First impressions of Peñalara Spring chorus after Sunset
Fresh off a 7am plane from Zürich, I was warmly welcomed at the Madrid airport by Dr. Jaime Bosch and Celia Serrano of the SOS Anfibios research team and together we embarked directly for Guadarrama Mountains National Park to rest before fieldwork the same night. The Madrileño sunshine was delivering unusual Mid-May Summer-in-Spring balmy temperatures, a promising sign for a fulfilling first night of frog work in Peñalara. Our quest was to find the few surviving adult midwife toads, a challenge given that there are only a few surviving adults remaining in a park where they are considered nearly extinct.
I had long awaited to experience in person in Peñalara park, a name that resonated familiar, eerie associations of early enigmatic disease outbreak, the textbook images of mass mortalities of midwife toadlets, recently emerged metamorphs from the lakes. The classic example for a protected park’s species made vulnerable to a chytridiomycosis outbreak in the heart of Europe in the mid-90's.
What awaited me that evening was no less short of an amphibian paradise. As we hiked the 5-hour roundtrip trail to Laguna de Los Pajaros, weaving our way through the many ponds that dotted the rocky landscape and even larger lakes -some permanent, some vernal and others still bordered by a slab of winter snow – yet all water bodies seemed to feature at least one of seven species of amphibians that I would see that evening! Even from my fieldwork in the tropics, I could hardly recall experiencing such tremendous amphibian diversity in a single evening. All species seemed relatively abundant except for the midwife toad which had nearly gone extinct from the massif.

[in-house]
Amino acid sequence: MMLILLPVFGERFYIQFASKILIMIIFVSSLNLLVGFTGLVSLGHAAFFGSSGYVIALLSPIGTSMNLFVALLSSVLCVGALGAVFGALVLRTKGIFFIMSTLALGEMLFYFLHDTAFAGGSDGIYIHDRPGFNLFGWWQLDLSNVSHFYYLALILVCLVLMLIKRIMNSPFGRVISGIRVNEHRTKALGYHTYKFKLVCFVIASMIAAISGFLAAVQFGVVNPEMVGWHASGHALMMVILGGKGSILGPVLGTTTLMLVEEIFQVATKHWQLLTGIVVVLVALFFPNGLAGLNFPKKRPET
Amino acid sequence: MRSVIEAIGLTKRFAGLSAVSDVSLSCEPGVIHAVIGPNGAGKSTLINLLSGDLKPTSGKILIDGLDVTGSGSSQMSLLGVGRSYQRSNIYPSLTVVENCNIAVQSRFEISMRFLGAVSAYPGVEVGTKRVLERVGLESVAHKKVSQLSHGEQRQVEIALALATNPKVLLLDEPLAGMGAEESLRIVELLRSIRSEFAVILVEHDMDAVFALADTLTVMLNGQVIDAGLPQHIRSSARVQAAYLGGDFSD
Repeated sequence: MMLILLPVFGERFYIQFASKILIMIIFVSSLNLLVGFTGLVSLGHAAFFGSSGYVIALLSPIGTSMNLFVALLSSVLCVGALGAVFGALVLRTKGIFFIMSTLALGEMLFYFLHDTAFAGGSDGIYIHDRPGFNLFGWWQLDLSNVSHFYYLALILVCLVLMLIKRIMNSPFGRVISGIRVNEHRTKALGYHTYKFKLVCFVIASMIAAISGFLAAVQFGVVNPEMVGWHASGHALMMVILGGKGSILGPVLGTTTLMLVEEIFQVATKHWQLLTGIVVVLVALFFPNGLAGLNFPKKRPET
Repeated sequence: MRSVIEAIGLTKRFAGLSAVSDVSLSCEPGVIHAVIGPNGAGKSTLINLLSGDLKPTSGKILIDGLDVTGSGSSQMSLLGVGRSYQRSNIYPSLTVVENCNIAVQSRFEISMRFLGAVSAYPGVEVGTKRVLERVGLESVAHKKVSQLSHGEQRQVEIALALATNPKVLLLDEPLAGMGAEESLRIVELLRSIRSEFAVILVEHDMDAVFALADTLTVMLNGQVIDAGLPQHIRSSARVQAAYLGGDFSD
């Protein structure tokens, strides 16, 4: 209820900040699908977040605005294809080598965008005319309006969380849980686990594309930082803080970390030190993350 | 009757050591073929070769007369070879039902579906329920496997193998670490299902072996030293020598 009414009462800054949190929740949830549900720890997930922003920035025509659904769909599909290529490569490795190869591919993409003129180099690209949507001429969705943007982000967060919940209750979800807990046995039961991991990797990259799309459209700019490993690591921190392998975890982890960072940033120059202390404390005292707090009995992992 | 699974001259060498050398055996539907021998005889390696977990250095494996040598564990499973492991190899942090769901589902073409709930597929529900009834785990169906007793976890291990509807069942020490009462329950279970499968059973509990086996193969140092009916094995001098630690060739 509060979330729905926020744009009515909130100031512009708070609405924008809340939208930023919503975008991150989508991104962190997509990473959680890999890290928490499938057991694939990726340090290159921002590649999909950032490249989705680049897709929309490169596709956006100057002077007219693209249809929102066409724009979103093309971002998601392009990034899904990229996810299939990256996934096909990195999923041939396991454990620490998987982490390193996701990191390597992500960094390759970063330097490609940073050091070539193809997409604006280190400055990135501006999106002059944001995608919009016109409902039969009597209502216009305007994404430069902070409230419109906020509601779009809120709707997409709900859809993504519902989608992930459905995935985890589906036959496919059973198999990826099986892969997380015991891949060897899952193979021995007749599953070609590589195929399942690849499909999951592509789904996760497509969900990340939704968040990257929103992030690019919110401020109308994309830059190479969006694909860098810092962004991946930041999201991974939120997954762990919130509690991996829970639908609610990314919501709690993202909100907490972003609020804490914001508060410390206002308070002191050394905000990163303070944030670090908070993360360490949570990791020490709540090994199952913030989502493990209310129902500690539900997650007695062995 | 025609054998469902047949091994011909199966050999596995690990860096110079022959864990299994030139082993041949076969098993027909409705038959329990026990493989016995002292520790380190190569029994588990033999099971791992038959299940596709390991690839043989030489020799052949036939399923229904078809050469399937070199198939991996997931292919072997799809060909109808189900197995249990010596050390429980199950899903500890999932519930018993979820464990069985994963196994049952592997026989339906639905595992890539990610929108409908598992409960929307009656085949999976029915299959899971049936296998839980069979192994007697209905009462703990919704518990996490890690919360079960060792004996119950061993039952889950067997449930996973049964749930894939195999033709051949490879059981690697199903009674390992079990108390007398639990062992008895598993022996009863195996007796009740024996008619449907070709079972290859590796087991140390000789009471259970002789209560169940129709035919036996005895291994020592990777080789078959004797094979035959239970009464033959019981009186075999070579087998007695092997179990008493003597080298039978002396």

By midnight Jaime could locate the only adult we could hear calling near Charcas Secas from a quarter a km away by mimicking his call. And after an hour of doing whistle 'playbacks', we finally retrieved the male from his borrow beneath a large stone slab. And even he thought it was a miracle to find at least one toad.
I took out my swabs and brushed it against our one lone specimen and thought how precarious this science was based upon the backs of so few individuals threatened in their own existence. The culture was critical to my research and I needed to make viable plates from the skin secretions collected. It turns out a few days later that the spread of the bacterial colony was indeed moving forward with the samples obtained.